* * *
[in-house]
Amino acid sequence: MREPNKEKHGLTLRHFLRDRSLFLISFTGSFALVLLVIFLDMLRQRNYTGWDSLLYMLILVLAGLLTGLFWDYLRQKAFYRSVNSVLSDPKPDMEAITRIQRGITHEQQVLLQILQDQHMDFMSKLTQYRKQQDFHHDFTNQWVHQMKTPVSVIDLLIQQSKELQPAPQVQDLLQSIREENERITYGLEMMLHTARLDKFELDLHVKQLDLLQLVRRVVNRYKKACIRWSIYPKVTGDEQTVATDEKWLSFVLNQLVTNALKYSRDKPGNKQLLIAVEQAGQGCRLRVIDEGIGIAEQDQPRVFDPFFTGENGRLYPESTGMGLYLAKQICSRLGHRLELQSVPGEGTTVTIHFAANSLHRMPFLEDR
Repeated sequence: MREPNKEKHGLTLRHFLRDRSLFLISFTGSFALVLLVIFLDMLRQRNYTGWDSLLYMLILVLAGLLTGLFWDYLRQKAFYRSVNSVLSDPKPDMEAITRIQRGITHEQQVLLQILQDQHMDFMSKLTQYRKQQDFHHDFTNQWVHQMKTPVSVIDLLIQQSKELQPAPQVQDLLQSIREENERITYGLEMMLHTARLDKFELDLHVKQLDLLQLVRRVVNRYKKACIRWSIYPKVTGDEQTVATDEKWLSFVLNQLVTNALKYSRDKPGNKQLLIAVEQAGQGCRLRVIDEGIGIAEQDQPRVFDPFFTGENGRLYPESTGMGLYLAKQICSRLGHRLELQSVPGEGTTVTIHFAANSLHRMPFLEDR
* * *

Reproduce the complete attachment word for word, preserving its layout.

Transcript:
[in-house]
Amino acid sequence: MREPNKEKHGLTLRHFLRDRSLFLISFTGSFALVLLVIFLDMLRQRNYTGWDSLLYMLILVLAGLLTGLFWDYLRQKAFYRSVNSVLSDPKPDMEAITRIQRGITHEQQVLLQILQDQHMDFMSKLTQYRKQQDFHHDFTNQWVHQMKTPVSVIDLLIQQSKELQPAPQVQDLLQSIREENERITYGLEMMLHTARLDKFELDLHVKQLDLLQLVRRVVNRYKKACIRWSIYPKVTGDEQTVATDEKWLSFVLNQLVTNALKYSRDKPGNKQLLIAVEQAGQGCRLRVIDEGIGIAEQDQPRVFDPFFTGENGRLYPESTGMGLYLAKQICSRLGHRLELQSVPGEGTTVTIHFAANSLHRMPFLEDR
Repeated sequence: MREPNKEKHGLTLRHFLRDRSLFLISFTGSFALVLLVIFLDMLRQRNYTGWDSLLYMLILVLAGLLTGLFWDYLRQKAFYRSVNSVLSDPKPDMEAITRIQRGITHEQQVLLQILQDQHMDFMSKLTQYRKQQDFHHDFTNQWVHQMKTPVSVIDLLIQQSKELQPAPQVQDLLQSIREENERITYGLEMMLHTARLDKFELDLHVKQLDLLQLVRRVVNRYKKACIRWSIYPKVTGDEQTVATDEKWLSFVLNQLVTNALKYSRDKPGNKQLLIAVEQAGQGCRLRVIDEGIGIAEQDQPRVFDPFFTGENGRLYPESTGMGLYLAKQICSRLGHRLELQSVPGEGTTVTIHFAANSLHRMPFLEDR